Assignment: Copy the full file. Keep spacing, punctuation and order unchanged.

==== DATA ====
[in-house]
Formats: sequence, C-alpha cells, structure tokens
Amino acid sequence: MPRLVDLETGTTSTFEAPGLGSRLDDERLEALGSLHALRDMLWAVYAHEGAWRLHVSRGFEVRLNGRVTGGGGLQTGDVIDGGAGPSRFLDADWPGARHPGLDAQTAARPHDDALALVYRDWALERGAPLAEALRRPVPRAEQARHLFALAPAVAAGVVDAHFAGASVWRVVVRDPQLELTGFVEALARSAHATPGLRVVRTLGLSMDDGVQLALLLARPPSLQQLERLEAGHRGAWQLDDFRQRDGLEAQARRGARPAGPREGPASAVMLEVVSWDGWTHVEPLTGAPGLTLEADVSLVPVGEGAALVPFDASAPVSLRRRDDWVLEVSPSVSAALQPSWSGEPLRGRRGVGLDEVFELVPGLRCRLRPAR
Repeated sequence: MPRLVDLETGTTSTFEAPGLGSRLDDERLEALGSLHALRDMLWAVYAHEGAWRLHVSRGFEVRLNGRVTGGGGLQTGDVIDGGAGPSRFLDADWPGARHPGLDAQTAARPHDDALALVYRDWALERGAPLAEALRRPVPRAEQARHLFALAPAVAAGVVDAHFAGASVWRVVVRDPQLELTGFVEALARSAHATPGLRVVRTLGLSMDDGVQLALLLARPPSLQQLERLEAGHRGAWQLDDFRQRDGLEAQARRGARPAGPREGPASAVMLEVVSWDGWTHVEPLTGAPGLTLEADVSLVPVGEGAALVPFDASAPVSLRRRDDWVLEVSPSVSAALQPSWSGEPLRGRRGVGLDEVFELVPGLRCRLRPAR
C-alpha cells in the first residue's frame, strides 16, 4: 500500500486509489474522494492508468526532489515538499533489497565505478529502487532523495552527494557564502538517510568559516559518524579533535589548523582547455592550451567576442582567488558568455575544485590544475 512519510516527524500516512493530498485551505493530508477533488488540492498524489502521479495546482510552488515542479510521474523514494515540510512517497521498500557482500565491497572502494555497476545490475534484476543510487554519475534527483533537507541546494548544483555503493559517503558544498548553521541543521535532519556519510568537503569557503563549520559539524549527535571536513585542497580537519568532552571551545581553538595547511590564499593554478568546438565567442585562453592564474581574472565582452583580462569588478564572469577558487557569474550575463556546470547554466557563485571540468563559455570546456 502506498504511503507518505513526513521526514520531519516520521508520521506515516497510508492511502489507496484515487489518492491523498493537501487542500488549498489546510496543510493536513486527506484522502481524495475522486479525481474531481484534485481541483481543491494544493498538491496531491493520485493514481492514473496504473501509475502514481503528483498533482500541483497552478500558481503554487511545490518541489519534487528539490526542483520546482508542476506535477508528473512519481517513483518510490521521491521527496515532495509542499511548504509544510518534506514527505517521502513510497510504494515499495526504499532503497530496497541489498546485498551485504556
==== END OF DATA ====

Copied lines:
[in-house]
Formats: sequence, C-alpha cells, structure tokens
Amino acid sequence: MPRLVDLETGTTSTFEAPGLGSRLDDERLEALGSLHALRDMLWAVYAHEGAWRLHVSRGFEVRLNGRVTGGGGLQTGDVIDGGAGPSRFLDADWPGARHPGLDAQTAARPHDDALALVYRDWALERGAPLAEALRRPVPRAEQARHLFALAPAVAAGVVDAHFAGASVWRVVVRDPQLELTGFVEALARSAHATPGLRVVRTLGLSMDDGVQLALLLARPPSLQQLERLEAGHRGAWQLDDFRQRDGLEAQARRGARPAGPREGPASAVMLEVVSWDGWTHVEPLTGAPGLTLEADVSLVPVGEGAALVPFDASAPVSLRRRDDWVLEVSPSVSAALQPSWSGEPLRGRRGVGLDEVFELVPGLRCRLRPAR
Repeated sequence: MPRLVDLETGTTSTFEAPGLGSRLDDERLEALGSLHALRDMLWAVYAHEGAWRLHVSRGFEVRLNGRVTGGGGLQTGDVIDGGAGPSRFLDADWPGARHPGLDAQTAARPHDDALALVYRDWALERGAPLAEALRRPVPRAEQARHLFALAPAVAAGVVDAHFAGASVWRVVVRDPQLELTGFVEALARSAHATPGLRVVRTLGLSMDDGVQLALLLARPPSLQQLERLEAGHRGAWQLDDFRQRDGLEAQARRGARPAGPREGPASAVMLEVVSWDGWTHVEPLTGAPGLTLEADVSLVPVGEGAALVPFDASAPVSLRRRDDWVLEVSPSVSAALQPSWSGEPLRGRRGVGLDEVFELVPGLRCRLRPAR
C-alpha cells in the first residue's frame, strides 16, 4: 500500500486509489474522494492508468526532489515538499533489497565505478529502487532523495552527494557564502538517510568559516559518524579533535589548523582547455592550451567576442582567488558568455575544485590544475 512519510516527524500516512493530498485551505493530508477533488488540492498524489502521479495546482510552488515542479510521474523514494515540510512517497521498500557482500565491497572502494555497476545490475534484476543510487554519475534527483533537507541546494548544483555503493559517503558544498548553521541543521535532519556519510568537503569557503563549520559539524549527535571536513585542497580537519568532552571551545581553538595547511590564499593554478568546438565567442585562453592564474581574472565582452583580462569588478564572469577558487557569474550575463556546470547554466557563485571540468563559455570546456 502506498504511503507518505513526513521526514520531519516520521508520521506515516497510508492511502489507496484515487489518492491523498493537501487542500488549498489546510496543510493536513486527506484522502481524495475522486479525481474531481484534485481541483481543491494544493498538491496531491493520485493514481492514473496504473501509475502514481503528483498533482500541483497552478500558481503554487511545490518541489519534487528539490526542483520546482508542476506535477508528473512519481517513483518510490521521491521527496515532495509542499511548504509544510518534506514527505517521502513510497510504494515499495526504499532503497530496497541489498546485498551485504556